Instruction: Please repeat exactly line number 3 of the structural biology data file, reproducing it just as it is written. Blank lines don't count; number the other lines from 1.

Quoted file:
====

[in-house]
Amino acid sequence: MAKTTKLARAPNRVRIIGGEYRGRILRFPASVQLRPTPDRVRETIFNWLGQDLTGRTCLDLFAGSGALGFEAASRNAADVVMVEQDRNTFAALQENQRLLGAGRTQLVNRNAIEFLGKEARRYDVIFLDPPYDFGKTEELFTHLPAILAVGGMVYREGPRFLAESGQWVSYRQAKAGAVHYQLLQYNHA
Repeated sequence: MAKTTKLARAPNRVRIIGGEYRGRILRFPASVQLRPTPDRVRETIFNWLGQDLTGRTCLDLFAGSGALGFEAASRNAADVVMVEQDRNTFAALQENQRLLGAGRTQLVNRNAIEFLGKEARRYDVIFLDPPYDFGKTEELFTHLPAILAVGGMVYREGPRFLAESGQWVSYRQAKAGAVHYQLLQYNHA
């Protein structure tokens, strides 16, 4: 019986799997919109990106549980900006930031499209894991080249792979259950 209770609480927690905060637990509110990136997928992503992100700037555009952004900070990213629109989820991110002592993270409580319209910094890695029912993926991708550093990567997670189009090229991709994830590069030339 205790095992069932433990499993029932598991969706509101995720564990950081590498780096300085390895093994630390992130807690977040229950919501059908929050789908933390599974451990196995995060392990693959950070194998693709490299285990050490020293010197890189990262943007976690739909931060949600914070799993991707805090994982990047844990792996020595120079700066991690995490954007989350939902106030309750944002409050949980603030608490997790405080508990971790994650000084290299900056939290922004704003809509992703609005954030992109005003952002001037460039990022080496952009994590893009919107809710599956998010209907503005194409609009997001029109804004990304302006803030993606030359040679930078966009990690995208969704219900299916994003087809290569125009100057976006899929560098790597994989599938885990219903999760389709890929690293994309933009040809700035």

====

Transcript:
Repeated sequence: MAKTTKLARAPNRVRIIGGEYRGRILRFPASVQLRPTPDRVRETIFNWLGQDLTGRTCLDLFAGSGALGFEAASRNAADVVMVEQDRNTFAALQENQRLLGAGRTQLVNRNAIEFLGKEARRYDVIFLDPPYDFGKTEELFTHLPAILAVGGMVYREGPRFLAESGQWVSYRQAKAGAVHYQLLQYNHA